Another entity opposes SEC’s claim in an ongoing lawsuit against Ripple.
Paradigm Requests to File Amicus Brief Against SEC’s Characterization of Crypto Assets As Securities.
Cryptocurrency-focused investment firm Paradigm has filed a motion requesting permission to file an amicus brief in the ongoing lawsuit between Ripple and the Securities and Exchange Commission (SEC).
According to Paradigm, its amicus brief is focused on shedding light on a subtle but significant distinction that will define the impact of the case on the crypto market. The company’s amicus brief is against the SEC’s characterizing crypto assets as securities. Paradigm noted that the case is beyond what is seen on the surface.
“On the surface, this case is about whether certain offers and sales of XRP tokens were securities offerings. But the SEC’s rhetoric goes further than its claims require or the law supports. It asserts that XRPtokens, and by extension many other crypto assets, are themselves securities,” it said.
Paradigm said the SEC’s attempt to conflate an investment scheme with the cryptocurrency sold in the scheme is fundamentally inconsistent with the country’s existing securities law.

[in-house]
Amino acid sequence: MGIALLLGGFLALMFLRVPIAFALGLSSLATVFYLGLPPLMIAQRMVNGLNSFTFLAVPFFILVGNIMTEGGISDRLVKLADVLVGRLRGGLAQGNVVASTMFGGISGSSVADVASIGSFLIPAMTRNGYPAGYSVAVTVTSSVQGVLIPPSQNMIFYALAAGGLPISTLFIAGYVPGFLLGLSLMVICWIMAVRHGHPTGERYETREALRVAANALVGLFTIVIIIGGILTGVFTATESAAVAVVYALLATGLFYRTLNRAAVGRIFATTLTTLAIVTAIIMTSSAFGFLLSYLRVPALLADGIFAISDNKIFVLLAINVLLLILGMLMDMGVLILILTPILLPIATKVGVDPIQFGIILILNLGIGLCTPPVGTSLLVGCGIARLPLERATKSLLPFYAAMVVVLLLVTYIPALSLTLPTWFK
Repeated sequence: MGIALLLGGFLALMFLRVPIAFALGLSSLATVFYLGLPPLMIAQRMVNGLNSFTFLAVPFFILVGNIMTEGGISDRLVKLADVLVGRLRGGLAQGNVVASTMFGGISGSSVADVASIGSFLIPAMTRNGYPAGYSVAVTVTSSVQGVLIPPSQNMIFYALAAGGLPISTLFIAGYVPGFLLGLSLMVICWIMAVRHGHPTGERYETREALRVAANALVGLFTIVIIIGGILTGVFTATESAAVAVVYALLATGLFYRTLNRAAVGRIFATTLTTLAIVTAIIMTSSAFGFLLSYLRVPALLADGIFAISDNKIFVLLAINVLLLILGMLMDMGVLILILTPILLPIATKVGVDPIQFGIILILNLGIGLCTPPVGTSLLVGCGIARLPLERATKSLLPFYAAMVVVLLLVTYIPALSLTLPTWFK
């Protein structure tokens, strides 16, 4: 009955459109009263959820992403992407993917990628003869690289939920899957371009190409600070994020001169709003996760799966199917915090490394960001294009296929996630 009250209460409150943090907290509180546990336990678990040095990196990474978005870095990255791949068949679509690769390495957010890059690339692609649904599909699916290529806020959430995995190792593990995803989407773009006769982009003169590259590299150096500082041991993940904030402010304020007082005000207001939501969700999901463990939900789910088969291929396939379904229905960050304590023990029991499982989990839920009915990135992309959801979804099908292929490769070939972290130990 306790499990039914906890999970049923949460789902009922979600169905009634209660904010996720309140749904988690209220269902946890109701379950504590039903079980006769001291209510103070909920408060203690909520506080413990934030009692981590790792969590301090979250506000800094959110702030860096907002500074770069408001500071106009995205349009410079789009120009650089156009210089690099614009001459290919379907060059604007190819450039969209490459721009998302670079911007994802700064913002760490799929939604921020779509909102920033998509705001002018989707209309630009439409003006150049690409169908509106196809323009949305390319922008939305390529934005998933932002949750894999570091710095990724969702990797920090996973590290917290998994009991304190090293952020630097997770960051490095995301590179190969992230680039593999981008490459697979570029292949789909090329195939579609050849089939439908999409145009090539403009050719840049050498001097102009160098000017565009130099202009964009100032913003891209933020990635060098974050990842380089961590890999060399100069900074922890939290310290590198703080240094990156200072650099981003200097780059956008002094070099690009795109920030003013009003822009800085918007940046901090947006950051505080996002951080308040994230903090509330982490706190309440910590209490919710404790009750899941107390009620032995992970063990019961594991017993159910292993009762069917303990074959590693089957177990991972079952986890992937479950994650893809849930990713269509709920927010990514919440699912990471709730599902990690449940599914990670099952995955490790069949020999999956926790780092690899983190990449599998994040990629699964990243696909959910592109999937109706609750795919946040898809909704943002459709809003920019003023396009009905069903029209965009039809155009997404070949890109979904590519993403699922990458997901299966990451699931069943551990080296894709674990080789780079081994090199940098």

The company attached as an exhibit Lewis Cohen’s book dubbed Ineluctable Modality of Securities Law: Why Fungible Crypto Assets Are Not Securities (“Why Fungible Crypto Assets Are Not Securities”).
The book published by Cohen et al. reviewed and analyzed all U.S. federal cases that have ever applied the Howey test, which the Ripple case is currently based on.
“This study confirmed that no federal appellate court has held that an asset that is the object of an investment contract transaction is itself a security, nor that a subsequent transfer of that asset would be a securities transaction (nor has the SEC cited any such authority),” Paradigm added.
Furthermore, Paradigm said it is not new to see the SEC use the Howey test to evaluate fundraising schemes. However, it is relatively new to see the same test applied to XRP tokens.
“It is the foundation upon which the SEC seeks to claim sweeping new authority to regulate not just investment offerings (its proper statutory role), but virtually the entire secondary market for crypto assets,” Paradigm added.
The recent request made by Paradigm to file an amicus brief has prompted a reaction from attorney John Deaton, the founder of Crypto Law and the legal representative of over 75,000 XRP holders in the lawsuit.
He briefly described the addition of Cohen’s study as great news on a rough day.